9. We need to start with a recognition that we have moved from the situation in the 1940s when we still had a single relatively short life cycle with death shortly following retirement, if you managed to get that far.  Arguably there are now two distinct life periods:  early years and establishment as an adult up to around age 40 and now the second half of life with average life expectancy in 2011 for men at 78 and for women at 82.  We need to think more systematically about the second half of life which can be usefully split into four phases:
  • Preparation for active old age
  • Active old age
  • Vulnerable old age
  • Dependent old age

At present most of our thinking is focused on the vulnerable and dependent and relatively little thought is devoted to preparation for active old age and active old age.  No one wants to become vulnerable, lonely and dependent and end their life with an undignified hospital death, but this is the greatest fear for many older people. We should describe more fully what “a good death” looks like (pain free, with chosen ones around, in the place of our choice etc) and make the delivery of a good death  an important goal of the NHS.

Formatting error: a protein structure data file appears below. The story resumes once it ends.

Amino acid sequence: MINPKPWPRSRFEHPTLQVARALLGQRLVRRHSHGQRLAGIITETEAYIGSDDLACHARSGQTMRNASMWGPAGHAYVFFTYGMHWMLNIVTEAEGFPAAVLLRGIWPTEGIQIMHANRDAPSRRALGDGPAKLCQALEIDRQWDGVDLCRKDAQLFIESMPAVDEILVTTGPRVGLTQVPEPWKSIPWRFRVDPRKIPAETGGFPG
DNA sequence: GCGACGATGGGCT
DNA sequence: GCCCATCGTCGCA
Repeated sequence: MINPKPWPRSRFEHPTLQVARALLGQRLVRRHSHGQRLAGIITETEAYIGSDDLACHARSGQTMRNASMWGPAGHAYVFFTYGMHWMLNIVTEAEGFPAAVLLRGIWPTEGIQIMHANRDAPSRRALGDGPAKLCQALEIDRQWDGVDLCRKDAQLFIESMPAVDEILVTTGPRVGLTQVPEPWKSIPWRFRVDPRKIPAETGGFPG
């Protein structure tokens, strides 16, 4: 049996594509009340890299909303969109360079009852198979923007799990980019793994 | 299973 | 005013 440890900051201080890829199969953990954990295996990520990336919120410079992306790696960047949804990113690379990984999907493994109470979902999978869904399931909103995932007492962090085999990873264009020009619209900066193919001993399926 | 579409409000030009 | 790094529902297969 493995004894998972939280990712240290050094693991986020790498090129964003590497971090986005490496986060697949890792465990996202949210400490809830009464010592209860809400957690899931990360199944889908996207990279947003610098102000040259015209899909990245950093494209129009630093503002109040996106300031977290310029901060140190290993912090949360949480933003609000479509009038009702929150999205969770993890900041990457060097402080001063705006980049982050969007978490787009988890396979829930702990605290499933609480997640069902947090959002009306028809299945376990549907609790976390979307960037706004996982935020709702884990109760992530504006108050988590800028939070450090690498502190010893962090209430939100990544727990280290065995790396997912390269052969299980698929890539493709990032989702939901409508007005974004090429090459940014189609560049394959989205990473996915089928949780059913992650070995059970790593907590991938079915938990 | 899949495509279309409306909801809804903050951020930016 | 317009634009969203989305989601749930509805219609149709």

1. New Labour governments focused on two things, timely treatment and forward deployment of expertise. Timely treatment includes reduced waiting lists and times, faster attention in general practice and A&E departments, and fast tracking of patients with suspected cancer. These achievements may be eroded by the current government’s policy, and need to be defended. They show the advantages of central direction of the NHS.
  2. The best example of forward deployment of expertise is the change in the consultant contract to make senior staff more available, working closer to the front line. This has the potential to make treatment decisions more appropriate to the patient, and to offer better care, provided that a range of services are available to deliver the treatment options. So, for example, an individual seen in the A&E department may need investigation in a 24 hour medical assessment unit, observation and review in a 72 hour ward, admission for therapy to an acute ward, simple treatment that can be given at home, or short-term home-based care by a ‘hospital at home’ service. This planned segmentation and diversification of services is an alternative to a market-driven menu of choices.